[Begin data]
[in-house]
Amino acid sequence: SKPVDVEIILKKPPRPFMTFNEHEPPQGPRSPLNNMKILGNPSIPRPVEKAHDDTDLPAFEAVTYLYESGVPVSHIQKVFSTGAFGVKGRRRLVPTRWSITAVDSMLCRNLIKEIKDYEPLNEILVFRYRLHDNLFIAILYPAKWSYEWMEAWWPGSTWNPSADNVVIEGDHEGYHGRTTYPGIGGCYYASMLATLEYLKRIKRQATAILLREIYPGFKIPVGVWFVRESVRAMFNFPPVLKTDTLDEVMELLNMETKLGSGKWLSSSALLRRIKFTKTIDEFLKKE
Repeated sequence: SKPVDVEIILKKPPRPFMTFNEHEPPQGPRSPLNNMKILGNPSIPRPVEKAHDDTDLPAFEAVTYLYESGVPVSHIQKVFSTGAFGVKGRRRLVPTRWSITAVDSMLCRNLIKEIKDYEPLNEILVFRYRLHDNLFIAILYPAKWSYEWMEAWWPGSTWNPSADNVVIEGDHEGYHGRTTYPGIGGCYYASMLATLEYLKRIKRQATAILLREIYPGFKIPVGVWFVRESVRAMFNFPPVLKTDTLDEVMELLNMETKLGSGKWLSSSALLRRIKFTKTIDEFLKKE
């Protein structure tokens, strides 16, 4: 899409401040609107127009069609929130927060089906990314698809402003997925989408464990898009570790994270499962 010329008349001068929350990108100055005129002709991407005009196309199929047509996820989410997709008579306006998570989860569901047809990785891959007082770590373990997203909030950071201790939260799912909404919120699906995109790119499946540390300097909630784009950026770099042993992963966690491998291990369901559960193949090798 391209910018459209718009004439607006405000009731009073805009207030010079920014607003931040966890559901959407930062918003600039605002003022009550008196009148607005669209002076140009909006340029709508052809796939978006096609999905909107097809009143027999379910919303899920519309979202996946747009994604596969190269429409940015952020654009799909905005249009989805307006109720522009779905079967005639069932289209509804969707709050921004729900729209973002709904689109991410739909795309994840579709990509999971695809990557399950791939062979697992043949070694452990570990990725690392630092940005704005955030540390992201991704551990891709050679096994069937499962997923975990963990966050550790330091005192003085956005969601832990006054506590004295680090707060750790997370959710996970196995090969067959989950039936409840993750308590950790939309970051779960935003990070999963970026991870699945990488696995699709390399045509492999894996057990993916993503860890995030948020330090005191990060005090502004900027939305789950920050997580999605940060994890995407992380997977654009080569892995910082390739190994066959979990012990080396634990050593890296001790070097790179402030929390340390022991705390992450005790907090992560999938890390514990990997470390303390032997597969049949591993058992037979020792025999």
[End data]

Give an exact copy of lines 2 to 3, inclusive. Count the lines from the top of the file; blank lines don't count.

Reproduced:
Amino acid sequence: SKPVDVEIILKKPPRPFMTFNEHEPPQGPRSPLNNMKILGNPSIPRPVEKAHDDTDLPAFEAVTYLYESGVPVSHIQKVFSTGAFGVKGRRRLVPTRWSITAVDSMLCRNLIKEIKDYEPLNEILVFRYRLHDNLFIAILYPAKWSYEWMEAWWPGSTWNPSADNVVIEGDHEGYHGRTTYPGIGGCYYASMLATLEYLKRIKRQATAILLREIYPGFKIPVGVWFVRESVRAMFNFPPVLKTDTLDEVMELLNMETKLGSGKWLSSSALLRRIKFTKTIDEFLKKE
Repeated sequence: SKPVDVEIILKKPPRPFMTFNEHEPPQGPRSPLNNMKILGNPSIPRPVEKAHDDTDLPAFEAVTYLYESGVPVSHIQKVFSTGAFGVKGRRRLVPTRWSITAVDSMLCRNLIKEIKDYEPLNEILVFRYRLHDNLFIAILYPAKWSYEWMEAWWPGSTWNPSADNVVIEGDHEGYHGRTTYPGIGGCYYASMLATLEYLKRIKRQATAILLREIYPGFKIPVGVWFVRESVRAMFNFPPVLKTDTLDEVMELLNMETKLGSGKWLSSSALLRRIKFTKTIDEFLKKE